This will indirectly affect other sectors in a positive way. For instance, this pandemic has showcased the need for mobile apps and digital technologies, which has boosted the demand for tracking apps, webs and mobile technologies.

The Digital Marketing sector has also grown and will keep growing as restrictions ease. In this regard, we have noticed a surge in the availability of Marketing jobs, which means that companies are increasing their marketing budgets ahead of the end of the restrictions. Recruitment in Social Media, Graphic Design, E-Commerce and Digital Marketing will only increase as companies get ready to the end of restrictions.

While the IT and Digital sectors have remained buoyant and actively hiring through the pandemic, we have noticed a higher demand for Data jobs (data analysis, big data, cloud architecture…) in the last months. Companies have realised of the importance of taking business decisions based on data analysis and data predictions in a challenging environment.

Finally, we have noticed that candidates in the IT and Digital sectors have been less open to move jobs in the last six months, which traditionally would be some of the busiest time of the year. It seems logical to think that candidates are staying put because of the instability of the current job market, as a consequence of the pandemic, but also because most companies in the tech and digital sector have opted for flexible working options and/or home working. The combination of these two factors have aggravated the technology skills shortage in the United Kingdom. ”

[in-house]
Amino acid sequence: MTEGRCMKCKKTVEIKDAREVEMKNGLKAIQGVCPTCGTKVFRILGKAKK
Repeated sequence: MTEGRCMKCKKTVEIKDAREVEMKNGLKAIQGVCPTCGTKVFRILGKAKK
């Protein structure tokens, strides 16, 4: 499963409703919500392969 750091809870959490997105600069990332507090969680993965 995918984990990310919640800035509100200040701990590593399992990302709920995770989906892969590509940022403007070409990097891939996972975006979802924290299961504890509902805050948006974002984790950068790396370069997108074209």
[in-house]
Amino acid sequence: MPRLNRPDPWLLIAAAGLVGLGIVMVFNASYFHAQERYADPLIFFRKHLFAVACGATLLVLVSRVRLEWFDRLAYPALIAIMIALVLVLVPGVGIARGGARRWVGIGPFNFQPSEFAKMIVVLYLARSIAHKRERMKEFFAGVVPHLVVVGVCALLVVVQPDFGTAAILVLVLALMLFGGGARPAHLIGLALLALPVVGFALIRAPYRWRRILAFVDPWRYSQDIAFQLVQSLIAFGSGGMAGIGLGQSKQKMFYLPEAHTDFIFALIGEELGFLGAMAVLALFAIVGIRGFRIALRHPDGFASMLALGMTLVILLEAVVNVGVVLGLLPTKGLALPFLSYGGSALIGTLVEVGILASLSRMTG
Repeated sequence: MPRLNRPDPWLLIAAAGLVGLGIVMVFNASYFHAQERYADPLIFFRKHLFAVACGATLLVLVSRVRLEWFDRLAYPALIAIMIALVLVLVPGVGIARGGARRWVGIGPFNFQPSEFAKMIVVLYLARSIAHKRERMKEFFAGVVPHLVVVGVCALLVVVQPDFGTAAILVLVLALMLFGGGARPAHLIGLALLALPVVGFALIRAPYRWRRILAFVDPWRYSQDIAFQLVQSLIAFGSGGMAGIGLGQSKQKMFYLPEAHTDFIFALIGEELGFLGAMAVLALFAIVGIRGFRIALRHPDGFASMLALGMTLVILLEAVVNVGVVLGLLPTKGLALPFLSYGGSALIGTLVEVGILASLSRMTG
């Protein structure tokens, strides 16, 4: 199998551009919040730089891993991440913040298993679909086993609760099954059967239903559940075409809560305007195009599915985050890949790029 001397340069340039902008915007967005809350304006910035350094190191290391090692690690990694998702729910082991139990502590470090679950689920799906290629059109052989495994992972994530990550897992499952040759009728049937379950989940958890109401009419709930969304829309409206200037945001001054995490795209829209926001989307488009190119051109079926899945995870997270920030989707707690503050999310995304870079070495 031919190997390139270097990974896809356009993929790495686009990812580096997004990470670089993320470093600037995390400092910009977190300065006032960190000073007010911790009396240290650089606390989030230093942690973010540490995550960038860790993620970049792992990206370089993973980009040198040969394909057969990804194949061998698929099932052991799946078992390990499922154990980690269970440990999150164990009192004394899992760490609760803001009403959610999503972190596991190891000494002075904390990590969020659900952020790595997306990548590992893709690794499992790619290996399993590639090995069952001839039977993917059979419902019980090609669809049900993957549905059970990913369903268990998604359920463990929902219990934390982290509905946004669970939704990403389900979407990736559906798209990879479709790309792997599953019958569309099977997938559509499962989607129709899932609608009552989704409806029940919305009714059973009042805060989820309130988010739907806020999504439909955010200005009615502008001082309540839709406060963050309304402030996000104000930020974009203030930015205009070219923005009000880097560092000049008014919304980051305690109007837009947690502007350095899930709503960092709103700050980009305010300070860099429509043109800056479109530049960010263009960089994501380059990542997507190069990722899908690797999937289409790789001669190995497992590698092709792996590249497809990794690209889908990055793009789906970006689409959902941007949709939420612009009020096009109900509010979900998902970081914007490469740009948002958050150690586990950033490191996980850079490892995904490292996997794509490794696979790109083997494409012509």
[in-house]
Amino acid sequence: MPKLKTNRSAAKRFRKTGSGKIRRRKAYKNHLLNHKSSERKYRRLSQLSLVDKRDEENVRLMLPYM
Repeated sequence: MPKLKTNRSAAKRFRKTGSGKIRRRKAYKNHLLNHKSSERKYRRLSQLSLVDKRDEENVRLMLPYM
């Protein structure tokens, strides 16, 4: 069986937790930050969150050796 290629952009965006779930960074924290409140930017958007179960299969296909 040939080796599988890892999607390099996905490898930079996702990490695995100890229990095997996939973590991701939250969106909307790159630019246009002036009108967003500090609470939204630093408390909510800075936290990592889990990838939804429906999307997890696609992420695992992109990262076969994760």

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Romanie Thomas – Founder and Director Juggle Jobs




“There is no turning back post pandemic. Jobs that have been propped up by the furlough scheme are likely to disappear and office workplaces are likely to stay, if only in a modified way. Throughout the pandemic, we have seen more candidates who want greater flexibility while still being able to achieve a well-paid salary. Enlightened companies realise that to attract and retain quality employees, offering more flexible job roles is paramount to success.

In a February 2021 survey of 20 top companies by the Financial Times, most employers said that their companies intend to offer a hybrid approach so that employees can work from home one or two days a week. Although remote working and flexible working are not the exact same, they are deeply connected. In order to successfully work remotely, companies need to adopt asynchronous working, they need to prioritise planning, but then shift into execution mode, delivering on personal and company goals which are agreed upon in a collaborative manner. The same is true of flexible working. Trust, technology, and a shift in attitude is required to make those arrangements work.